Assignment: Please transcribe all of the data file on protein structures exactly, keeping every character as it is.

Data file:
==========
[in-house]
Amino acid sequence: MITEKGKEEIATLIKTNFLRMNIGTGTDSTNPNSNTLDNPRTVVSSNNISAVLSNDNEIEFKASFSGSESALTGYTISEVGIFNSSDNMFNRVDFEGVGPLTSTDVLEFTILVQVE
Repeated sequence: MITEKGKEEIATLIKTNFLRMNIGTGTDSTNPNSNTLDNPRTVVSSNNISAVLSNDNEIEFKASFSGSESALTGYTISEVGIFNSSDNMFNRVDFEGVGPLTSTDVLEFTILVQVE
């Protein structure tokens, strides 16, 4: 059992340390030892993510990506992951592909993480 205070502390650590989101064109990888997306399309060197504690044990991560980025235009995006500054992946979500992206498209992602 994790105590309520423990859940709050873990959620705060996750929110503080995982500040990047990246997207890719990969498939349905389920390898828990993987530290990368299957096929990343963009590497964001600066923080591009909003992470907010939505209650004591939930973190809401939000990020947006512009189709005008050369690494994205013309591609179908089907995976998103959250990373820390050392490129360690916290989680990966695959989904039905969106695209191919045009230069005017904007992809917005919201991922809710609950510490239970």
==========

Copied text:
[in-house]
Amino acid sequence: MITEKGKEEIATLIKTNFLRMNIGTGTDSTNPNSNTLDNPRTVVSSNNISAVLSNDNEIEFKASFSGSESALTGYTISEVGIFNSSDNMFNRVDFEGVGPLTSTDVLEFTILVQVE
Repeated sequence: MITEKGKEEIATLIKTNFLRMNIGTGTDSTNPNSNTLDNPRTVVSSNNISAVLSNDNEIEFKASFSGSESALTGYTISEVGIFNSSDNMFNRVDFEGVGPLTSTDVLEFTILVQVE
């Protein structure tokens, strides 16, 4: 059992340390030892993510990506992951592909993480 205070502390650590989101064109990888997306399309060197504690044990991560980025235009995006500054992946979500992206498209992602 994790105590309520423990859940709050873990959620705060996750929110503080995982500040990047990246997207890719990969498939349905389920390898828990993987530290990368299957096929990343963009590497964001600066923080591009909003992470907010939505209650004591939930973190809401939000990020947006512009189709005008050369690494994205013309591609179908089907995976998103959250990373820390050392490129360690916290989680990966695959989904039905969106695209191919045009230069005017904007992809917005919201991922809710609950510490239970």